Appendices - Hirohito's War

A. Submarines: America Draws Tight the Noose
December 1941 – August 1945

[Charts: A.1]
Planned Submarine Attack on the Panama CanalThe Failure of Japanese Submarine DesignWasteful Dissipation of Japanese Submarine ForceJapanese Submarine Cargo Missions to EuropeJapanese Submarines’ Disappointing ‘Kill’ PerformanceJapan’s ‘Long Lance’ JockeysNewport Torpedo StationRear Admiral Charles LockwoodUS Submarine Achievements in the Pacific WarThe Failure of Japanese Counter-Submarine StrategyThe Missed Opportunity 
B. Oil, Raw Materials and Logistics: 'Just Start Swinging'
December 1941 to August 1945

[Charts: B.1, B.2 ]
Logistics of Oil in the Asia Pacific WarAmerica’s T-2 TankerJapan’s Oil Tanker FleetRaw Materials Issues of the US EconomyLiberty Ships ‘to go’Attack Cargo Ships, LSTs and Higgins BoatsJapan’s Cargo Ship ProblemsJapan’s Air Force LogisticsUS Supply Logistics in the Asia Pacific RegionOperation Olympic and Japan’s Logistical Denouement 
C. Economics of the Pacific War: The 'New Deal' Mobilized
[Charts: C.1, C.2, C.3, C.4, C.5, C.6, C.7, C.8, C.9, C.10, C.11, C.12, C.13, C.14, C.15 ]
Management of the US Wartime EconomyGuns and ButterInflation and ‘General Max’Production Line and Management SystemsProductivity, Entrepreneurs, Management, Labor, Blacks and WomenManaging the ScientistsExpansion of America’s Productive CapacityUS Aircraft ProductionTanks, Artillery, Trucks, Ordnance and the Problem of ObsolescenceElectronics, Radio, and RadarWas the Depression a Boon or Hindrance to US War Mobilization?Japan’s Wartime EconomyConclusion 
D. ‘Victory Disease’: The Japanese Empire: From Co-Prosperity to Tyranny
[Charts: D.1, D.2 ]
The Four Phases of Japan’s Imperial ExpansionThe Economics and Philosophy of Japan’s Co-Prosperity SphereOld Empire, Taiwan, Korea and Manchuria,  The Structures of Japan’s New Empire,  Slave Labor in Japan and in the FieldCruelty and SuppressionPrisoners of WarThe Psychology of BrutalityUnit 731 and the Secrets of Medical ExperimentationConclusion
E. Typhoons and Divine Winds: Kamikaze
[October 1944 to August 1945]

[Charts: E.1 ]
IntroductionHalsey: After Leyte GulfKamikaze: Individual BeginningsThe Formal Adoption of a Kamikaze as a StrategyRecruitment, Motivation and TrainingJapanese Government PropagandaDevelopments in Kamikaze Technology and the US ResponseNaval Kamikaze and Yamato’s Suicide MissionUS Defense TacticsFight to the Death and Operation KETSU (Decisive)Admiral Ugaki, The Last KamikazeThe Cost and Effectiveness of the Kamikaze CampaignKamikaze: A Unique Japanese Phenomenon?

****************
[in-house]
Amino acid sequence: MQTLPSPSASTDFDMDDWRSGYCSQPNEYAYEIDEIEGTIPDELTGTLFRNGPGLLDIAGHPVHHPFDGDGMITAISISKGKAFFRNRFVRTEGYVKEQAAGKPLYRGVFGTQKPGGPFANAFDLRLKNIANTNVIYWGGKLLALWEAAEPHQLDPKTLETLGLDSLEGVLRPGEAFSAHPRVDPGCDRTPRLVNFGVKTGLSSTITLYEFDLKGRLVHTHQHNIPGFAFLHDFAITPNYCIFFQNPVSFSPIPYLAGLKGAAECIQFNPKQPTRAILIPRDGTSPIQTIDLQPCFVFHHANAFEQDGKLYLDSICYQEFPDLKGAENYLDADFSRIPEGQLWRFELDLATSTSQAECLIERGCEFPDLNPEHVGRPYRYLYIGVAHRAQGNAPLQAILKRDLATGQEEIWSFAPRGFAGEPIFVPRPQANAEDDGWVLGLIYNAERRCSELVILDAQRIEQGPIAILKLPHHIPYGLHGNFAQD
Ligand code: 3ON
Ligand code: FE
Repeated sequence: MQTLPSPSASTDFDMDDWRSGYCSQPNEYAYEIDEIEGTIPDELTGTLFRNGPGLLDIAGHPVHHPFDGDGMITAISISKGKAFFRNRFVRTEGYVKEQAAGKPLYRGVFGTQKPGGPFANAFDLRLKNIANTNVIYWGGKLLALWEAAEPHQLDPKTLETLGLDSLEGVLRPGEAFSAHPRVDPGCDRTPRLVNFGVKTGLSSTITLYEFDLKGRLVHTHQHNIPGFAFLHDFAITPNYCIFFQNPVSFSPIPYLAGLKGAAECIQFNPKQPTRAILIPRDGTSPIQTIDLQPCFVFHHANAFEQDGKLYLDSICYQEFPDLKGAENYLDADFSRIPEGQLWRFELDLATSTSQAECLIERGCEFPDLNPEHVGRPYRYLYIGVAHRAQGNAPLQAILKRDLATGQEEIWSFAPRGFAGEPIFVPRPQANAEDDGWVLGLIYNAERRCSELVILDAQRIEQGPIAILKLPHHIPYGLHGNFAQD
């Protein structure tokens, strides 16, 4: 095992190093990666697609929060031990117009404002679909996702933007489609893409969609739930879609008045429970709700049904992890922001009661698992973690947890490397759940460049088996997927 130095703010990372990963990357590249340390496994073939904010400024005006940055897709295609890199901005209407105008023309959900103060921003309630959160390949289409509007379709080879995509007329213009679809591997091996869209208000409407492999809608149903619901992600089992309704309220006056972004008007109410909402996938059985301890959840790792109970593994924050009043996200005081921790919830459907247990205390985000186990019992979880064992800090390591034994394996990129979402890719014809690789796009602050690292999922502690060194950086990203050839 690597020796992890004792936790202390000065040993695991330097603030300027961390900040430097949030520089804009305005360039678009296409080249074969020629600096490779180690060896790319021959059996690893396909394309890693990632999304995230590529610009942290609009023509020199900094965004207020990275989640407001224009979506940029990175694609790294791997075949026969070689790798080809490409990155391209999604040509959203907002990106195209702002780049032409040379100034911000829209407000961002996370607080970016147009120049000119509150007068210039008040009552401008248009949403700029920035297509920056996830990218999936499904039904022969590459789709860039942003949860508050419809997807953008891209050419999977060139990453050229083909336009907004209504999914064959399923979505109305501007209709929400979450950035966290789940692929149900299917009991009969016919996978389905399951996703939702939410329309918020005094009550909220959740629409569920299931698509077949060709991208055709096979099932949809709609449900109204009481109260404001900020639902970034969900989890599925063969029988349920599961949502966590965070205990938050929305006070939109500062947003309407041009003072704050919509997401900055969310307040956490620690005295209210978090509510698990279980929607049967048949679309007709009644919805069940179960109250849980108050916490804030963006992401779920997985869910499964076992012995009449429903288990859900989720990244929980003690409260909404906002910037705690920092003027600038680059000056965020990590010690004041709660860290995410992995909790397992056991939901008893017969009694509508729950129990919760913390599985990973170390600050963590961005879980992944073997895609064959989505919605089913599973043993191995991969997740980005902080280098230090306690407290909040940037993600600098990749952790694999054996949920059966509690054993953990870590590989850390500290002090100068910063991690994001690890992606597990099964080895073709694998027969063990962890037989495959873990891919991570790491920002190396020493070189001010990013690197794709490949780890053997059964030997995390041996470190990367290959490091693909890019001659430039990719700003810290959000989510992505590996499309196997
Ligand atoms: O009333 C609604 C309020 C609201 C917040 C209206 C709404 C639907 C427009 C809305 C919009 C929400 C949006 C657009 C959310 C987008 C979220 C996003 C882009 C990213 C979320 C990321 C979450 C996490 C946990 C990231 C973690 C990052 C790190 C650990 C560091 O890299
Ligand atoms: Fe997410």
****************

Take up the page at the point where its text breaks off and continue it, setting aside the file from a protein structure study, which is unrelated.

F. American Intelligence in the Pacific War
G. Could Japan Have Won the Pacific War?
Introduction Distance, Logistics and Extension of Power Mobilization, Logistics, Isolationism and the Will to Fight Weapons that could have won Japan the War Strategies for Japanese Victory Conclusion  
H. Month by Month Timeline of the Pacific War
[December 1941 - August 1945]
I. The 'Pacific War': Sundry Tables and Lists
J. Pacific War Photographs
K. The Battle of Hong Kong
Hong Kong
L. The Battles of Attu and Kiska
Attu and Kiska
M. Aircraft Carriers in the Pacific War
SummaryComparison of Pacific War Aircraft CarriersEssex Class CarriersUS Light CarriersJapanese fleet carriers 
N. The Role of Oil in the Pacific War
[Charts: N.1, N.2, N.3, N.4, N.5]
Oil’s Early HistoryDevelopment of the Oil Industry in the United StatesRoyal Dutch ShellThe Growth of Oil Fired Engines in the Marine IndustryThe Rise of the AutomobileTanks and Trucks Transform Battlefield MobilityAviation GasolineInterwar Development of the Aeronautical IndustryGlobal Oil OutputOil and the Decision for WarConclusion  
O. Japanese - Soviet Conflict in Siberia, Mongolia and Manchuria
[April 1945–5 September 1945]

[Maps: 39.1, 39.2, 39.3, 39.4, 39.5, 39.6]
IntroductionRusso-Japanese Relations from the Late Nineteenth CenturyThe Trans-Siberian Railway Transforms the Geopolitics of Northeast AsiaThe Battle of Lake Khasan and Amur River ClashesThe Japanese-Soviet Neutrality PactThe Yalta ConferenceJapanese Preparations for the Defense of ManchuriaDeployment of Soviet ForcesSoviet Invasion of Northwest Manchuria from MongoliaInvasion of Northeast Manchuria from Far Eastern SiberiaThe Battle of MutanchiangThe Battle of Sakhalin IslandThe Occupation of the Kuril Islands  The Significance of the Soviet Invasions